Contributed By Renindia Karyandi
After my years of professional practice, I have found it common for most clients to ask for a new logo when they call on any brand consultant. But as you probably know, the logo is simply the tip of the iceberg. Remember that you cannot let a logo speak by itself, but it has to be part of an overall brand building strategy that, when well-executed, takes the brand into the right business positioning, thus establishing meaning, attraction, and loyalty.
So it is clear that the ultimate goal of a brand building process is to win the share of mind from your targeted customers. Once you have done that, you have achieved what is called ‘brand recognition.’ This means that your audiences now know the brand well enough to define what your brand may say, its personalities, etc.
Of course, let us not forget that brands must reinforce the tangible experiences through its various product offerings, services, environments, communications down to the behaviour of each front liner. Consistency at various effective touch points is key if any brand wants the audiences to recognise it. Recognition works in a way that creates placement in any person’s pattern of thought, and may work positively for one brand or negatively for another. Once your audience has clamped on to a positive recognition, you want to do everything to maintain it. Recognition will then affect a person’s buying behaviour thus pushing sales harder than any marketing or advertising plan in the long run as it is more emotional and personal.
At this point, we have come into understanding of why thorough consistency will establish greater recognition by your audience, building a clear area for them to choose out of your competitors. In its relation to the design process, when you think about consistency, you’re thinking about the product. When you’re thinking about current knowledge, you’re also thinking about the target audience. They are basically two sides of the same coin. So designers who spend more time thinking about building relevance to the targeted audience are the ones that end up with more usable designs. Consistency in design is about making elements uniform — having them look and behave the same way thus recognisable. The challenge is then looking for a way to leverage the usability by creating uniformity.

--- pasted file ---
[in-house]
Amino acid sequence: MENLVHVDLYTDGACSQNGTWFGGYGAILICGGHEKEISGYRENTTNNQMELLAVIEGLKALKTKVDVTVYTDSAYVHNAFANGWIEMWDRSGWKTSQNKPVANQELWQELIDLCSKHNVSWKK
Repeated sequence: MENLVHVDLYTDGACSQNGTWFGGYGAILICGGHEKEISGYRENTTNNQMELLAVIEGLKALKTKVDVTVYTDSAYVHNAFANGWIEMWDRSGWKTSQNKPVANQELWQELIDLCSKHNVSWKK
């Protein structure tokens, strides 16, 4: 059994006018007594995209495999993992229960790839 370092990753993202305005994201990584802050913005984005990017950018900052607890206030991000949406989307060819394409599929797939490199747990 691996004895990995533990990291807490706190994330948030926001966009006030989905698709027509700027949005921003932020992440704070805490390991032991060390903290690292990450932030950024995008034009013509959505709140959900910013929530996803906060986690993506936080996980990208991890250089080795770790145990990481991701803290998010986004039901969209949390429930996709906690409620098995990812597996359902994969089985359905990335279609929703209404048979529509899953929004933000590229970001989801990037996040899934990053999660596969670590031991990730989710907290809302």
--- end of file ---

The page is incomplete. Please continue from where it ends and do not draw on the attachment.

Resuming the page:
For example, Coca-Cola and Pepsi have always been similar in their “fun and young” personalities, the two companies have consistently stayed on separate paths over the decades. Overall, Pepsi has kept its high energy, music influenced strategy while Coca-Cola can be seen constantly gravitating towards the emotional side of branding. In terms of their visual communication to the targeted audience, the two brands are always keeping up their consistency with good design. Although from time to time, they do change the look and feel tailored to the theme of their promotional campaign.
There are some visual elements that are maintained to keep them consistent in terms of brand design implementation. For example, Coca-Cola has always used the colour red as the visualization of its brand personalities while, Pepsi is committed to the combination of blue and red, which portray the high energy of their personalities.
Consistency may be the last refuge for the unimaginative, but at the same time one must create an integrated, delightful experience, designed from the customer’s point of view. This will generate repeat branded interactions with the company thus increasing sales, and most importantly, communicate the meaning and believability that increases loyalty.
Renindia Karyandi is Creative Managing Director of SpaceSym. She started her career in a Southeast Asian-based brand consulting firm and has gained further experience working on both the client and agency side of the business.